Japanese Hannya masks – their history and meaning

You’ve almost certainly seen a tattoo with this image, but probably don’t know what it actually represents.

Hannya masks are one the most popular motifs in Irezumi (Japanese tattooing), but existed in Japanese culture long before they became popular with Western Hipsters and UFC fighters. But behind the devil’s horns, pointed fangs, and bulging eyes lies a fascinating history.

Menacing grin or tormented soul?

The Hannya mask has been worn by traditional Japanese theatre actors for over 700 years.

The mask is specifically used to represent the soul of a woman whose obsession, jealousy, and anger has turned into a demon. After being spurned by a lover, the poor woman transforms into an demon, hell-bent on wreaking vengeance on unsuspecting men. 

Though often pictured with menacing grin, a deeper look will show the Hannya is also tormented and sorrowful, displaying the complexity of human emotion. In fact, in its original 3D form, the appearance and emotions of the mask changed depending on the lighting and which angel it was viewed from.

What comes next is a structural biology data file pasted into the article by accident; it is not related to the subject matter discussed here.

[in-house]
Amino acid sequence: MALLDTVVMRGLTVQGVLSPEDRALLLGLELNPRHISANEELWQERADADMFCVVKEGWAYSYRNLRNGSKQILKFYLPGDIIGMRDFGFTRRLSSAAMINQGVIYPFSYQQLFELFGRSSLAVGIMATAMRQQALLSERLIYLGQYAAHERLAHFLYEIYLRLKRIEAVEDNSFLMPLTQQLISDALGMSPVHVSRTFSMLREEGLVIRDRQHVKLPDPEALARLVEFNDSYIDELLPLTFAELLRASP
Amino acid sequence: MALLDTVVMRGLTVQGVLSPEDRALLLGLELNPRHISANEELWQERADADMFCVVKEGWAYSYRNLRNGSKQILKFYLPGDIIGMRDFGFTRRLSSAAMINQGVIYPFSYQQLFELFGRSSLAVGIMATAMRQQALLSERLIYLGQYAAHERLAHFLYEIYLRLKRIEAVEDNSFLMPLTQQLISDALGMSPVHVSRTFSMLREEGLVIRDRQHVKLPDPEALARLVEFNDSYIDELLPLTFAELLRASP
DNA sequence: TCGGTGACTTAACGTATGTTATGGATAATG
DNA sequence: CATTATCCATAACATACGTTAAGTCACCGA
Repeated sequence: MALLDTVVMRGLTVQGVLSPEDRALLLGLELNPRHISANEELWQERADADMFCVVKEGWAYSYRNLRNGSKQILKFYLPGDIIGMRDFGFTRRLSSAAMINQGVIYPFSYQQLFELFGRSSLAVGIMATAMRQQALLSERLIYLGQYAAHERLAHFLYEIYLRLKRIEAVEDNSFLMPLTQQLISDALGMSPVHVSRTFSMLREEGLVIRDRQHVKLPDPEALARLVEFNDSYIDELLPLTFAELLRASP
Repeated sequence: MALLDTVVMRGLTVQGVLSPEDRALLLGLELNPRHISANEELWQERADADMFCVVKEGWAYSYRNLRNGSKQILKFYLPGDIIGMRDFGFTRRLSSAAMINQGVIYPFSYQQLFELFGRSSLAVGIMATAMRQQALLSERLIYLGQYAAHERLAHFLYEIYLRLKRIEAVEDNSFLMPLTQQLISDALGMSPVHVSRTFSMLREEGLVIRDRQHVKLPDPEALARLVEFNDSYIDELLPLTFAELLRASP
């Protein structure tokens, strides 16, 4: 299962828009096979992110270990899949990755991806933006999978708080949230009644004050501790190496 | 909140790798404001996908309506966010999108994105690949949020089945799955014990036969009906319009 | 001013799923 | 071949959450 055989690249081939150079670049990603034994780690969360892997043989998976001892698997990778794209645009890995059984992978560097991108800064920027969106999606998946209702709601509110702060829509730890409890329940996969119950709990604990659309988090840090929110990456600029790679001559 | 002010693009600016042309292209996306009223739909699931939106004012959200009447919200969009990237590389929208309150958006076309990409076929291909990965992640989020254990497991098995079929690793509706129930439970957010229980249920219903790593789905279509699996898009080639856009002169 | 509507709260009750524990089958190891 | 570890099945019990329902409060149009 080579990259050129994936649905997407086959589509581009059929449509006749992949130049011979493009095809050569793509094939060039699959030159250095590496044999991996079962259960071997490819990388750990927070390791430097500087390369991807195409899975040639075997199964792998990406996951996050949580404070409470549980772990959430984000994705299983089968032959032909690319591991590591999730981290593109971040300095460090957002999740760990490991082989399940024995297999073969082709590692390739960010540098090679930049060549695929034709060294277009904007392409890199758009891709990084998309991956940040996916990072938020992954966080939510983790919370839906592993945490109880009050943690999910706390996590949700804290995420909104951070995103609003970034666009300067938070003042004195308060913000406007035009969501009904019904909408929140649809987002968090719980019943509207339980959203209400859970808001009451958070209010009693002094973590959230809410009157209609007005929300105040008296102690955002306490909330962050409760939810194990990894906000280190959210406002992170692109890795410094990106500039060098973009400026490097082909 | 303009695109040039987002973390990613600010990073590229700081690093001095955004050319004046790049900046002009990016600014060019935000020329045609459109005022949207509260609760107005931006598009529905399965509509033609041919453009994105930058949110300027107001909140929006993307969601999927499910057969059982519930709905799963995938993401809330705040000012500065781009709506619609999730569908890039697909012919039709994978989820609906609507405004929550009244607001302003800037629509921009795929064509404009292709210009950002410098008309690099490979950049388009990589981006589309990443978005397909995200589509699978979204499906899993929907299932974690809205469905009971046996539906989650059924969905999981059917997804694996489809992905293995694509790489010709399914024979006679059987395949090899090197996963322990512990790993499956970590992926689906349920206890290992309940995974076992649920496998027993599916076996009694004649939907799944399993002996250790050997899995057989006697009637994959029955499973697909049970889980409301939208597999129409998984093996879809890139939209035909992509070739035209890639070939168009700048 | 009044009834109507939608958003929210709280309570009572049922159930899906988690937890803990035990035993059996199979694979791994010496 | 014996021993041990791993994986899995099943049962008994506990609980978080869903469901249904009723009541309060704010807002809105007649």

Hannya tattoos

From the Japanese theatre hundreds of years ago, the Hannya mask has spread into other art forms, such as paintings, poetry, and of course, tattoos. 

Even as a tattoo, the Hannya can have different meanings depending on the colour, shape and expression. Traditionally, the deeper the colour of the mask, the angrier or more malicious it’s supposed to be. Conversely, a lighter complexion means that the wearer is still human but is experiencing turmoil beneath the surface.

In Asian cultures, many tattooist don't fill in the eyes until the piece is near done, believing that once you 'dot' the eye, the tattoo comes alive.

If you’d like a Hannya tattoo to express your inner demon, or just because you think it looks cool, then come and see us here at Sunset Tattoo Studio. Our main man Tom Tom is an expert in Japanese tattooing and will be happy to have a chat about how he can help.